From the computer to the tabletop, this is all about games. Updated each week-end.
Procedural generation is a system whereby new game experiences are generated by algorithms rather than scripted in advance by programmers.
Translated this means the computer is given the parameters and creates the game world for you through the parameters it has been given. The outcomes are literally infinite. Game worlds can be generated that would take more than a lifetime for any player to explore.
I have long been a fan of what is termed emergent narrative, that is, the stories that emerge organically from game play simply through the process of playing the game. This differs from the pre-scripted narrative that games otherwise have – many games give players a mix, or allow them to control somewhat the narrative that emerges.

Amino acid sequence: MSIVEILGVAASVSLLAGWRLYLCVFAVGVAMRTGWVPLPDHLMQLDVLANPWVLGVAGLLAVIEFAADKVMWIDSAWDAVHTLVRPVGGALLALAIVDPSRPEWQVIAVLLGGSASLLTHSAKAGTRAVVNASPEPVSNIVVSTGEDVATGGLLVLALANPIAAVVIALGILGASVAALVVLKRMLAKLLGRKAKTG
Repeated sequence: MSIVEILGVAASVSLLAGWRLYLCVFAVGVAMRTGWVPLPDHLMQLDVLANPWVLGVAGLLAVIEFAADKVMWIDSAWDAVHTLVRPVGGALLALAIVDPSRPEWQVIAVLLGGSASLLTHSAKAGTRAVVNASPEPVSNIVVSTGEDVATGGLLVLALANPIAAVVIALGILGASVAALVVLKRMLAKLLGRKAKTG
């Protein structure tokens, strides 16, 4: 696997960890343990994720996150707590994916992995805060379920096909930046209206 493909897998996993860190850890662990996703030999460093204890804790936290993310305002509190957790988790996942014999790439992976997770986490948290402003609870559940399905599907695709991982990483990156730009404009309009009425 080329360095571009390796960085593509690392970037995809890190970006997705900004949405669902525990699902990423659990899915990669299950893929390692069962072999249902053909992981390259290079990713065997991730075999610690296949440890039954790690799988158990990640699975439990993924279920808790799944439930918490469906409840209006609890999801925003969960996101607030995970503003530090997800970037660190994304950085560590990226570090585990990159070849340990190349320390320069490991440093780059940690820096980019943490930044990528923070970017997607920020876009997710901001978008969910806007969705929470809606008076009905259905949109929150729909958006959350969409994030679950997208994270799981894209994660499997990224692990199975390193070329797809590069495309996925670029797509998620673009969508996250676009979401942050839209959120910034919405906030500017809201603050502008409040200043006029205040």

When I play a game such as Skyrim, the experiences I have are determined somewhat by my previous behaviour and actions in the game. This is not new – the same applied to games of Elite I was playing in the 1980s.
Procedural generation combined with behavioural consequences allows for some truly unique experiences to occur.
The game No Man’s Sky promises one set of experiences. This is a space exploration game that uses procedural generation to keep the game world expansive and unique for each player. Also, what you do in the game can have consequences later, good or bad. Media so far have focused on the expansive play area offered by the procedural generation. There are more interesting stories yet to emerge.
In the fantasy realm Malevolence: The Sword of Ahkranox offers a similarly infinite experience using procedural generation to create a fantasy role reminiscent of the old dungeon crawler games such as The Bard’s Tale III.
Whether fantasy, science fiction, or any other genre procedural generation offers up some interesting possibilities. I’ll be watching this space with interest. Also, I can’t help but wonder how procedural generation could be made to work for a dungeon-style board game…